The Belgian capital Brussels was in lockdown last weekend after the government announced a terrorism alert.
The Metro underground rail network was shut while the army patrolled deserted streets. And cops carried out raid after raid.
Farida Aarrass is part of the Parents Campaign against Police Violence in the borough of Molenbeek.
She told Socialist Worker that there were “loads more raids in quite a few homes” on Friday of last week.
“You could hear terrified children shouting and crying,” she said.
“We were all saddened by the attacks in Paris, but we never thought we’d be demonised for it. Now everyone here is frightened.
“It’s becoming unbearable. All the parents are worried that their children could be beaten, locked up or taken away as terrorists—which they’re not.”
Europe’s media has singled out Molenbeek—home to many Muslims and north African migrants—as a “capital of jihad”.
In France far right bestselling author Eric Zemmour even called for it to be bombed.
Farida said, “The reality is nothing like the message that’s being spread.
“That’s about stigmatising a whole Muslim community, to spread fear and terror and justify new repressive measures.”
Molenbeek’s high crime rate has been reported as an undisputed fact, but it’s only slightly above the Brussels average.
Poverty levels are starker. Unemployment is high—over 40 percent for under 25s. Molenbeek is in the heart of Brussels. Rich and poor live side by side.
The establishment consensus is that Belgium’s fractured political system has stopped it “tackling” supposed problem areas.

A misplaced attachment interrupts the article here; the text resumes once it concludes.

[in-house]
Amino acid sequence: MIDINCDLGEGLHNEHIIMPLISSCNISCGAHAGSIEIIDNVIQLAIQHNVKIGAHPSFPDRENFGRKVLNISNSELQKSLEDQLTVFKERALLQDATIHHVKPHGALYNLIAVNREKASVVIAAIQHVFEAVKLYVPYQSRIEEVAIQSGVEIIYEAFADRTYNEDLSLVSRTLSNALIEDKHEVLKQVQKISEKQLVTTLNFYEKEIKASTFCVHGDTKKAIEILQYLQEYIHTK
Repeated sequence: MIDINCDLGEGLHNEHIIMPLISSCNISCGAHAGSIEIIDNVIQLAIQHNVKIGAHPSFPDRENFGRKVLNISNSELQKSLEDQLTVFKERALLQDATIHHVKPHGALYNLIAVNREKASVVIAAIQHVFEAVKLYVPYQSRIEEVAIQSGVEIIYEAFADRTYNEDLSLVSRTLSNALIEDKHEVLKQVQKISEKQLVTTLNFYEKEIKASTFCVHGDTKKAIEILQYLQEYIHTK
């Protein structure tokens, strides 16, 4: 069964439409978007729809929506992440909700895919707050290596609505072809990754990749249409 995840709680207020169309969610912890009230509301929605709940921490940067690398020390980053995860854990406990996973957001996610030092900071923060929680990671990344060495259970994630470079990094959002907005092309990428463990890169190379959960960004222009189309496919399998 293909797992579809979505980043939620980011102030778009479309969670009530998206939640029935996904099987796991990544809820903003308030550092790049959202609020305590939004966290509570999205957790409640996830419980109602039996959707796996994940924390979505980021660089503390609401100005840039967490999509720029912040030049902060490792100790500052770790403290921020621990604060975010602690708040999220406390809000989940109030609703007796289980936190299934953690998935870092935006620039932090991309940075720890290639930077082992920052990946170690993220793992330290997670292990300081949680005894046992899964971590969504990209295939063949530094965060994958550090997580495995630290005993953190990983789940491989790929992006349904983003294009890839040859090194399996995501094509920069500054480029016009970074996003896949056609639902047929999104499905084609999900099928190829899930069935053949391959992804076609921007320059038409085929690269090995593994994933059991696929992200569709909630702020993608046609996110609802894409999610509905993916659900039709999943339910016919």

But Nordine Saidi, an activist in the Brussels Panthers campaign group, told Socialist Worker, “The daily presence of the police is one of the main reasons people feel unsafe.
“They come down in huge numbers, creating a sense of being under siege, encircled by an occupying army.
“There have been serious incidents linked to these interventions, often classed as ‘anti-terrorist’.
“People stopped by the police experience ethnic profiling, humiliation and racist language. And if they resist they are charged.”
The clampdown in Belgium mirrors that in France, where a state of emergency has let police carry out raids without seeking warrants. They raided almost 1,000 homes and other buildings last week.
Anti-terror cops with machine guns were even used to evict squatters in Lille.
A police source told local newspaper Voice of the North, “Since they’re mobilised at the moment, we’re making the most of it.”
But the repression has overwhelmingly targeted Muslims. Cops have raided several mosques and left them in disarray.
At Aubervilliers, near Saint Denis, cops turned down the offer of a key to the mosque, preferring to knock the door down.
Police evacuated a train to jump on one man, reported for watching an action film while bearded and wearing gloves. This repression has given racists confidence.
The Collective Against Islamophobia in France reports a sharp rise in Muslims reporting harassment.
Farida said Belgium had also seen a “rise in racism and Islamophobia”.
She said, “Those with small children are becoming afraid to take them to school.
“Those with older children call them all the time to check they are ok.”
The alert has now been extended to at least the end of this week. Farida said, “These measures will let the cops behave even worse.”